Marine Scientists Discover New Chemosynthesis Process In "Mussel Power"
Researchers from the Max Planck Institute of Marine Microbiology and the Center for Marine Environmental Sciences (MARUM) have discovered a third form of energy that powers the likes of certain mussels, shrimp, and worms found in the surroundings of hydrothermal vents. Earlier discoveries of chemosynthesis at the vents included sulfur oxidation and methane oxidation systems, but now it appears that the creatures oxidize hydrogen too - and a lot of it!
Discovered some 30 years ago, hydrothermal vents are created at the depths of the ocean floors where tectonic plates have shifted and, like an underwater volcano, spurt tremendously hot, dissolving minerals into the sea. As hot as 400°, the inorganic compounds delivered by the liquid minerals provided energy for life through a process called chemosynthesis.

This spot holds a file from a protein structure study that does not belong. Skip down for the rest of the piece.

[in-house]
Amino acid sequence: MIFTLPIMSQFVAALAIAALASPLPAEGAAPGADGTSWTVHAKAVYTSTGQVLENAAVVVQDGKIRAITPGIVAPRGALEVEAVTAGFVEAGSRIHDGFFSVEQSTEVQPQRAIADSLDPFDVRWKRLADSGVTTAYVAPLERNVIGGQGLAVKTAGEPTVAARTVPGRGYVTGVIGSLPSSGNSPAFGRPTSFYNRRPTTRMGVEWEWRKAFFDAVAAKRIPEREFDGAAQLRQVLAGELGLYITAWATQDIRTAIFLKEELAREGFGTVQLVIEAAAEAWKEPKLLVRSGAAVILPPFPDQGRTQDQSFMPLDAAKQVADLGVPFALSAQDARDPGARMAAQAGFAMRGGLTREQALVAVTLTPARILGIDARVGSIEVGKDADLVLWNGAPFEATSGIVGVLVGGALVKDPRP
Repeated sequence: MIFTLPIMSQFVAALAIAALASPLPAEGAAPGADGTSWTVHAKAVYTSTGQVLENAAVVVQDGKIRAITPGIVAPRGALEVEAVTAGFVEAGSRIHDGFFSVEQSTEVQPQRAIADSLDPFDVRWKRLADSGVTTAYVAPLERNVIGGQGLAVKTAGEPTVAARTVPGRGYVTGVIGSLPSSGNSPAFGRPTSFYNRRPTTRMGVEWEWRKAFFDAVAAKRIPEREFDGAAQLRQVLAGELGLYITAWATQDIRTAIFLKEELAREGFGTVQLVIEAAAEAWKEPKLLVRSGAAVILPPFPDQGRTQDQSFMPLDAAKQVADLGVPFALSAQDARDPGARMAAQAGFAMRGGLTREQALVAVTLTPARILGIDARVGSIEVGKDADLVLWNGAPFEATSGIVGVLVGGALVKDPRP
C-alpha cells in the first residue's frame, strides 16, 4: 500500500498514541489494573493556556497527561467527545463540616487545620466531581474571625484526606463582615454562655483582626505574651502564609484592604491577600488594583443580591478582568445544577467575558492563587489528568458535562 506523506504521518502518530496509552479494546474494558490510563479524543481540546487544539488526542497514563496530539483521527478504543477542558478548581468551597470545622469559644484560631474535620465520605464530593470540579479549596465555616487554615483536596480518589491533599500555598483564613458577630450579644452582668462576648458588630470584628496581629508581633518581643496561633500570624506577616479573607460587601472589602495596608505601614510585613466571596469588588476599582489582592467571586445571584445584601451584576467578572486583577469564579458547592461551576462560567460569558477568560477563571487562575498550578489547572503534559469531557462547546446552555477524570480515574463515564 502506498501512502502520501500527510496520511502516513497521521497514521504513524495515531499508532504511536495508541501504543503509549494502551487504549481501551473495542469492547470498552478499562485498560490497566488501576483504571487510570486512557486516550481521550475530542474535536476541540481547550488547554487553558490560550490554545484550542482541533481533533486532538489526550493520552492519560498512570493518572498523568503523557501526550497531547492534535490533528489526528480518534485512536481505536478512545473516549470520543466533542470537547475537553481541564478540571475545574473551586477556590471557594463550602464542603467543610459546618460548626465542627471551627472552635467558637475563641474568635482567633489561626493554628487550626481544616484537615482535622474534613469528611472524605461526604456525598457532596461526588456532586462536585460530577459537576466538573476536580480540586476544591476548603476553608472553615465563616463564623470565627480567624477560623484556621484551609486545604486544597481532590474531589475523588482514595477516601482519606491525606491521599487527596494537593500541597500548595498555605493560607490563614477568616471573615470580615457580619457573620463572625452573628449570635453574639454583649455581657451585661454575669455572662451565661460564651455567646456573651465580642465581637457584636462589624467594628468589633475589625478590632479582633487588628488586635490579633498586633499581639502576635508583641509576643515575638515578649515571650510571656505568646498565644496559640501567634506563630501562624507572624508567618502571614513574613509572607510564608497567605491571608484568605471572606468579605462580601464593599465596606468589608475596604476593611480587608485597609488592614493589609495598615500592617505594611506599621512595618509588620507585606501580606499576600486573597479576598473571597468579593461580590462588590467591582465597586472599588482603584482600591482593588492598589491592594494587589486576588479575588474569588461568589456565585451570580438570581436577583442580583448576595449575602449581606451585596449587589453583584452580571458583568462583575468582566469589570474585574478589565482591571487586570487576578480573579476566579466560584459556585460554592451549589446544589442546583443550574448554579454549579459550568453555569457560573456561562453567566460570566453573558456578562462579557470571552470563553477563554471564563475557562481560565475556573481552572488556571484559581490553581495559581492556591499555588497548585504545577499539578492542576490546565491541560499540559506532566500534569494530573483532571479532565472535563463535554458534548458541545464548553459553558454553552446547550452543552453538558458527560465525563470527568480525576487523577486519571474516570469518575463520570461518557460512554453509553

The first two sources of energy discovered to power chemosynthesis at hydrothermal vents were hydrogen sulfide and methane, each utilized by animals with symbiotic oxidation systems. But this latest discovery led by the Max Planck Institute found that the deep vent mussels, shrimp, and the giant tubeworm at Logatchev, a vent field halfway between the Caribbean and the Cape Verde Islands on the Mid-Atlantic Ridge, were powered by hydrogen.
Assisted by remotely-driven submersible excavators, researchers took live samples on board their ships and conducted experiments showing that the mussels consumed hydrogen. In their land-based labs, they discovered that the mussels had a key enzyme for hydrogen oxidation, the symbiont hydrogenase.
In fact, the hydrogenase proved to be more powerful than the hydrogen sulfide and methane in converting geofuels to biomass in the Logatchev region. One researchers estimated that the population of some 1/2 million mussels could be consuming up to 5,000 liters of hydrogen per hour.
Maybe some day we will run our cars on mussel power....